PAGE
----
What is changing?
Barbara Cartland was the author of hundreds of romance novels, which sold millions. She also wrote a guide to etiquette nearly 50 years ago, which has not only been re-published in the UK, but also in France. While its arrival in the UK was received with humour and satire, in France it is apparently being promoted as a serious response to incivility.
‘Talking proper’ seems to be becoming fashionable again. Kate Middleton, Prince William’s new fiancée, The British Prime Minister, the Mayor of London all talk with what is conventionally known as ‘received pronunciation’. Professionals in media and speech coaches indicate that ‘talking proper’ is returning and a preference dropped aitches reducing.
Downton Abbey, a drama series about the problems of inheritance for the family of Lord Grantham in pre-first world war England, has been a huge popular success, and a second series commissioned. The BBC are about to broadcast a remake of Upstairs Downstairs, a successful drama about a wealthy family and their servants in 1930’s London first shown in the early 1970s, is about to get an update.
Recent research claims that who you know is still more important than what you know, if you want a career in the creative industries.
Why is this important?
Nostalgia is often an important escape in hard times. Fashions are celebrating Second World War pilots with fleecy bomber jackets and traditional knitwear patterns. Historical TV dramas and films are following a similar path – creating a myth of if not better times, then more understandable less complicated times. But the success of such nostalgia may also encourage other more subtle and more divisive trends, almost on a subliminal level.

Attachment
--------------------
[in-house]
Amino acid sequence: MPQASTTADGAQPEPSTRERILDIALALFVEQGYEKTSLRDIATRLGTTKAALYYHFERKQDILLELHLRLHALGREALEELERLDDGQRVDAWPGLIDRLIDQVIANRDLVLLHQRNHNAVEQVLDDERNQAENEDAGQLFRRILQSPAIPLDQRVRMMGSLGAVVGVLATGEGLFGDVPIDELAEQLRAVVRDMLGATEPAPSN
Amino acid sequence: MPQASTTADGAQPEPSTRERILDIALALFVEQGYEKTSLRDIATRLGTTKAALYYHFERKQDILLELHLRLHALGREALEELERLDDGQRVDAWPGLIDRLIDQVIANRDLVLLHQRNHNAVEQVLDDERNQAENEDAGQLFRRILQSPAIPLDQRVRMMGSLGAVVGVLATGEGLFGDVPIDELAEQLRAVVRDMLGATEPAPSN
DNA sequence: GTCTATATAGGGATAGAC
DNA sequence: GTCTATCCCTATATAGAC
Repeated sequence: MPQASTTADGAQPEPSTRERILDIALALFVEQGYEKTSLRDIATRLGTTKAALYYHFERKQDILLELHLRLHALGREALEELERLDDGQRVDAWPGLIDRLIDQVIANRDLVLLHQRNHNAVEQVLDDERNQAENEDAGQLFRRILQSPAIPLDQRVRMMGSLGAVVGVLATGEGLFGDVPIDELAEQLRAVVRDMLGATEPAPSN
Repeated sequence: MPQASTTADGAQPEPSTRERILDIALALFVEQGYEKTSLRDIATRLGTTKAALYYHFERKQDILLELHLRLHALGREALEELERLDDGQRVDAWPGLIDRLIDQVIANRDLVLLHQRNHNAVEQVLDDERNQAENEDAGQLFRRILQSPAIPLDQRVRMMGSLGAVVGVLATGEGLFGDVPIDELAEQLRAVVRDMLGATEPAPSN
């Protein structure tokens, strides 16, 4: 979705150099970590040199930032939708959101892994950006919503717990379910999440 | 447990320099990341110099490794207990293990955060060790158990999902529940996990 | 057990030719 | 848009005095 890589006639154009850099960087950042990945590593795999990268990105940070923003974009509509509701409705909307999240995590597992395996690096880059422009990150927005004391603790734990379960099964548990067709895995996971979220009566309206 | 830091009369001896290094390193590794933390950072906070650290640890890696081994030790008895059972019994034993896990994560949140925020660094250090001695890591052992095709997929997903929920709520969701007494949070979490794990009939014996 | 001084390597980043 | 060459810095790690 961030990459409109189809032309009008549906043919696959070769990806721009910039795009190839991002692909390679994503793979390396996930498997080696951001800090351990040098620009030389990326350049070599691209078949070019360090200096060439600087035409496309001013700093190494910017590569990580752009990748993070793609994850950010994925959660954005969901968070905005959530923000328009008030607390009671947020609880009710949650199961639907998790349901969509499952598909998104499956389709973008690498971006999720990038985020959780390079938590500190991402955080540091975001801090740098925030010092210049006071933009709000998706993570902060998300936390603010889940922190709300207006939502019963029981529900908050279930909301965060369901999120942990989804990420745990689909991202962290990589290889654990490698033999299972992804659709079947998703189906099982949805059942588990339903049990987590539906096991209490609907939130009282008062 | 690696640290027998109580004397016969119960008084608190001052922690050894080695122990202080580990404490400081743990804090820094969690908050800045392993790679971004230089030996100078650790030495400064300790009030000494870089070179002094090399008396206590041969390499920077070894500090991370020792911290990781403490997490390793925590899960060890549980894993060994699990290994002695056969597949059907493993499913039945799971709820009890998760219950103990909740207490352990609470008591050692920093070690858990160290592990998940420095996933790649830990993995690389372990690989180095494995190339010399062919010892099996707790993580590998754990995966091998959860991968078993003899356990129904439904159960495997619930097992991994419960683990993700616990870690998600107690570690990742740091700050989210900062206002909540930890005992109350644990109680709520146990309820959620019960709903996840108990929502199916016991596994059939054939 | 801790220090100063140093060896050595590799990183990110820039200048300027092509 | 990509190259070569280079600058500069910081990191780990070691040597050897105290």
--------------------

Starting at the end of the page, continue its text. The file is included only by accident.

Social mobility was the focus of a major report by the previous government in 2009; it has been the focus of a recent report by the UK Trades Union Congress; and is becoming a core element of policy discussions by the current UK government. Social mobility is central not only to social justice but also economic competitiveness and personal achievement.
Social mobility is also the focus of significant international research. Research by the OECD showed that income and education mobility is lower in France, the USA Italy and the UK and highest in Denmark and Austria. Other research shows similar results, with economic and parental status still being a significant factor in economic success. A tendency towards greater acceptance of traditional social class divides, however small, could undermine opportunities for the less well off.
Competition for jobs is likely to increase in many countries as government cuts result in more redundancies. Job creation also appears to be remaining sluggish despite economic growth. If contacts, communication and accent become more important, then social divides and social unrest may increase.